Maritime History of the Great Lakes
Thrashing Up for Bruce Mines: Schooner Days MCLXIII (1163)
Toronto Telegram (Toronto, ON), 5 Jun 1954
Full Text
Thrashing Up for Bruce Mines
Schooner Days MCLXIII (1163)

by C. H. J. Snider

Toronto-Manitoulin, 1868 - No. 12

August 20, Thursday

Weather fine

Wind N.E. changing to West, blowing a gale

Distance to noon 25 miles

"BACKWARD and forward,"continues Capt. Cooper Campbell's logbook of his schooner yacht Ripple, "on we go, anxiously looking out for Cape Robert, which like the mountain to Mahomet would not come to us, and it was hard work for us to get to it.

Towards evening the wind freshened considerably, leaving us in an awkward position. In a narrow channel, with rocky, shoally shore on one side, and clusters of small islands and reefs on the other, and the wind blowing hard in our teeth. About 6 o'clock we attempted to get under the lee of an island and nearly landed ourselves in a mess.

Capt. Waggoner at the fore masthead, Sutherland at the lead, the Captain at the helm, we ran in under reefed mainsail and staysail, and all hands ready at a moment's notice to take in or make sail. "Keep her away!" "Luff!" "Hard-aport!" shouts Waggoner in rapid succession.

"By the mark five!" "Half four!" "Quarter Four!" "Half two!" "Quarter two and shoaling fast!" "Stand by to go about!" Hoist up the foresail!" "Hard a lee!"—and out of this rocky hole we try to get.

Still the lead warns us and still Waggoner thunders aloft to keep away, or luff hard, as some vile looking rocks show themselves just a few feet under water.

When at last abruptly changing from four fathoms to no bottom at 10 fathoms, a load is lifted from our minds, and we proceed to weather it out.

All hands are now hard at work reefing close. Poor Sutherland, as he sits out on the bowsprit reefing the staysail, is plunged twice out of sight, three feet under water but he holds on like a leech.


With a heavy, short sea and a strong gale blowing we make short tacks of an hour, and sometimes of only half an hour, all night.

Not much fun or jollity tonight, everyone is tired, and only the watch remains up and awake. No lighthouse here to guide us, and a sharp lookout must be kept. Frequent reference to the leadline must be made.

August 21, Friday

Weather fine

Wind W. changing to S.

Distance to the mines 80 miles.

Towards morning the wind abated, and as the sun rose it died away altogether and we found ourselves opposite Crescent Island, near the Straits of Missisagua. Slowly crawling along it was not till noon we were fairly past the Straits and began to get the southern breeze. The water was remarkably clear and so tempting that the port watch being the one on duty from 4 to 8 a.m., enjoyed a "whoo" as he christened it, on account of the water being so cold as to make any one "whoo" when he took a dive or threw a pail of water over himself.

(Lake Superior water never gets warmer than 40 degrees and they were not far from Lake Superior.)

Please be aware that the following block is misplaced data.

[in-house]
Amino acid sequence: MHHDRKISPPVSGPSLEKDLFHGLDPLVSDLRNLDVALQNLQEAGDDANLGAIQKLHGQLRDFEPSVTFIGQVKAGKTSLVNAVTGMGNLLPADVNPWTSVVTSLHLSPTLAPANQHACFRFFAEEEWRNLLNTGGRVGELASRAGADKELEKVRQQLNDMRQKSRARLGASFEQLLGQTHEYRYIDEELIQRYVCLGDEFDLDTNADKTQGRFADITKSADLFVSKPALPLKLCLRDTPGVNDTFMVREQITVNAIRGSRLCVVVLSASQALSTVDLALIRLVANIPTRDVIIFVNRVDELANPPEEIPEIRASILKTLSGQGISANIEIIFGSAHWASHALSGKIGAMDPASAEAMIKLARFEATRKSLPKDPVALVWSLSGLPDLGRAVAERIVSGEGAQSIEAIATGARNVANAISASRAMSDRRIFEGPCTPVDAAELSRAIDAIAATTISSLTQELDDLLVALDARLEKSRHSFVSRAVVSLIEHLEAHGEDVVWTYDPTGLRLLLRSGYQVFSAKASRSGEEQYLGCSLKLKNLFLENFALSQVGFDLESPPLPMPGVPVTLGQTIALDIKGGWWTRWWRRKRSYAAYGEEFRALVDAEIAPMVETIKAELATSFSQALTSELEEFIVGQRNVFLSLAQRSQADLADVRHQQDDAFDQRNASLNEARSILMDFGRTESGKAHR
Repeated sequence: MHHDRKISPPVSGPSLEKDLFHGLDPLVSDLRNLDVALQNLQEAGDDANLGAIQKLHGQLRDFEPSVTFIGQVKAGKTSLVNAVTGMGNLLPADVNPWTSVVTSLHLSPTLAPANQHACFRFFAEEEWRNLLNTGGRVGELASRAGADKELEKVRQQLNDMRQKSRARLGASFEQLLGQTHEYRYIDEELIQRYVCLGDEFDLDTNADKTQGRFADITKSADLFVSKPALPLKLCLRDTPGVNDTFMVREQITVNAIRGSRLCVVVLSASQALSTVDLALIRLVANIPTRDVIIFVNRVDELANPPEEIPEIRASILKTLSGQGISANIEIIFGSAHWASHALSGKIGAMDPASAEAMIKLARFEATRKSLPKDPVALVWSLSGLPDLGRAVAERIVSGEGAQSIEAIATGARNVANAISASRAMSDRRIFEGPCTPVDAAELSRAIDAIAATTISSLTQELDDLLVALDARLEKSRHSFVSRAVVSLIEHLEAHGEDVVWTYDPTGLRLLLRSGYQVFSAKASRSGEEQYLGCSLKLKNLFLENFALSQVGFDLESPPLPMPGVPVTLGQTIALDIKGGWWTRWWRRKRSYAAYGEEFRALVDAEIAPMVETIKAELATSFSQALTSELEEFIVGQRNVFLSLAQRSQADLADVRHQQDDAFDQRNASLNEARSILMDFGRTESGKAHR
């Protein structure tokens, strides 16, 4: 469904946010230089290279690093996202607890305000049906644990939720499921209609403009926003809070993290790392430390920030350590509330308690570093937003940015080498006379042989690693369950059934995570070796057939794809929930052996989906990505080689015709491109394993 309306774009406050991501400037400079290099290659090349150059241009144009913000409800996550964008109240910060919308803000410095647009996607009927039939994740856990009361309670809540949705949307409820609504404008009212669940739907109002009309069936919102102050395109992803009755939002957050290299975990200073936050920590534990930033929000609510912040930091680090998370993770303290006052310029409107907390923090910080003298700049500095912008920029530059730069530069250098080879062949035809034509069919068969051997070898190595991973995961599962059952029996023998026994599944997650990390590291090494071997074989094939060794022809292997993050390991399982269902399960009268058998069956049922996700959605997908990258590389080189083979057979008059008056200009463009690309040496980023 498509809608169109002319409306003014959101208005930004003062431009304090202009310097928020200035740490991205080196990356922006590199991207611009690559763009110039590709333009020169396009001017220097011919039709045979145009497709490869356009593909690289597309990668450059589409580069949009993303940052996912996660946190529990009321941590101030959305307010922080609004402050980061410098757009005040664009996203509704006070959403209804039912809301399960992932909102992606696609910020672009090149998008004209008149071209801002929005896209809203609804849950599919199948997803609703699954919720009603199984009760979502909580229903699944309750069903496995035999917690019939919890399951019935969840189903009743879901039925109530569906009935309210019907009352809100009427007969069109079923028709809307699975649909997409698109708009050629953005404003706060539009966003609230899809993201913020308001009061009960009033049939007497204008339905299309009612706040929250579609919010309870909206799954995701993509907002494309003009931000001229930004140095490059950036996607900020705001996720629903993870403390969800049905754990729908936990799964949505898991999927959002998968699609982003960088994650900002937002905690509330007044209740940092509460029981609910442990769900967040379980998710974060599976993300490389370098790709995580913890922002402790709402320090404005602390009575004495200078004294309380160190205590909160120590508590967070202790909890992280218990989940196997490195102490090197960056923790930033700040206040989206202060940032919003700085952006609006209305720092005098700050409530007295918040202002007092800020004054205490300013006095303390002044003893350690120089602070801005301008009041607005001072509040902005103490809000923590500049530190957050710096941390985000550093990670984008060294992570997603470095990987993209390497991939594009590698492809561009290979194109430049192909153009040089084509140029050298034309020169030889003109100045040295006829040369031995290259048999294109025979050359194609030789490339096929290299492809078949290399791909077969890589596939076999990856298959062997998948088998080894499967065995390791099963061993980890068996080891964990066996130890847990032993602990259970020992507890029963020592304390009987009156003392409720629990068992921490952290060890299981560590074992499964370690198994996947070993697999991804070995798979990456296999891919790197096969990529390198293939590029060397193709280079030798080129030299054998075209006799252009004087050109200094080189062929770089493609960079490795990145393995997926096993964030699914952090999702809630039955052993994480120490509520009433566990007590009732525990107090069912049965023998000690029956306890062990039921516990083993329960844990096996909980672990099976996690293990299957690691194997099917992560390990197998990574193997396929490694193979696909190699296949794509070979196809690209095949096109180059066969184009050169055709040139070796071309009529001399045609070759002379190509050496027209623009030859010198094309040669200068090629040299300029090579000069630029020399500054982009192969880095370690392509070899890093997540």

Once we got the breeze we ran on favourably, passing Cockburn Island, False Detour passage and finally St. Joseph's Island, reaching Serpent Island about 6 p.m The wind was gradually lulled and we did not reach the Wellington Mines till half past nine. As we were within a mile of the wharf we heard the Waubuno's whistle, and soon she passed us bound for Collingwood, and we just too late to post our letters on her.


Creeping in slowly we cast anchor in 2 1/2 fathoms. The mines present the appearance of a large town, the houses being built along the shore for a mile and a half and their lights put very much in mind of Toronto harbor at night.

Some young friends surprised at seeing our lights, and wondering who and what we were, came out to us, and we passed a very pleasant evening together.

As to our lights, the conjectures on shore were both numerous and various. The wharfinger went without his supper waiting for the supposed steamer to come in. The Customs officer kept his office open nearly all night. Some thought we were a steamer ashore on the rocks and indeed every one had a theory of his own and it was not till morning when daylight revealed all that we were fully understood.

Saturday, August 22

Weather fine

By 6 a.m. we had sail made, and stood in near the pier, where we again cast anchor and hoisted our burgee. After breakfast we went on shore and paid our respects to Mr. Bennett the manager of the mines, to Mr. Marks and others. In the afternoon we had a croquet party at Mr. Bennett's, and in the evening we bad a party on board. We also made arrangements for visiting the mines on Monday.

This is quite an important village with over 1,200 inhabitants. There are three large copper mines now belonging to one company, the Wellington, Copper Bay and Bruce Mines. The miners with a few store keepers compare the entire population, and the town is dependent solely on the products of the mines. The price of copper being very low at present there is not now so large a population as there was a few years ago.

Snider, C. H. J.
Media Type
Item Type
Date of Publication
5 Jun 1954
Language of Item
Geographic Coverage
  • Ontario, Canada
    Latitude: 46.30006 Longitude: -83.79992
  • Ontario, Canada
    Latitude: 46.00006 Longitude: -82.81657
  • Ontario, Canada
    Latitude: 45.98336 Longitude: -82.98318
  • Ontario, Canada
    Latitude: 46.175555 Longitude: -83.6875
Richard Palmer
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Maritime History of the Great Lakes
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Thrashing Up for Bruce Mines: Schooner Days MCLXIII (1163)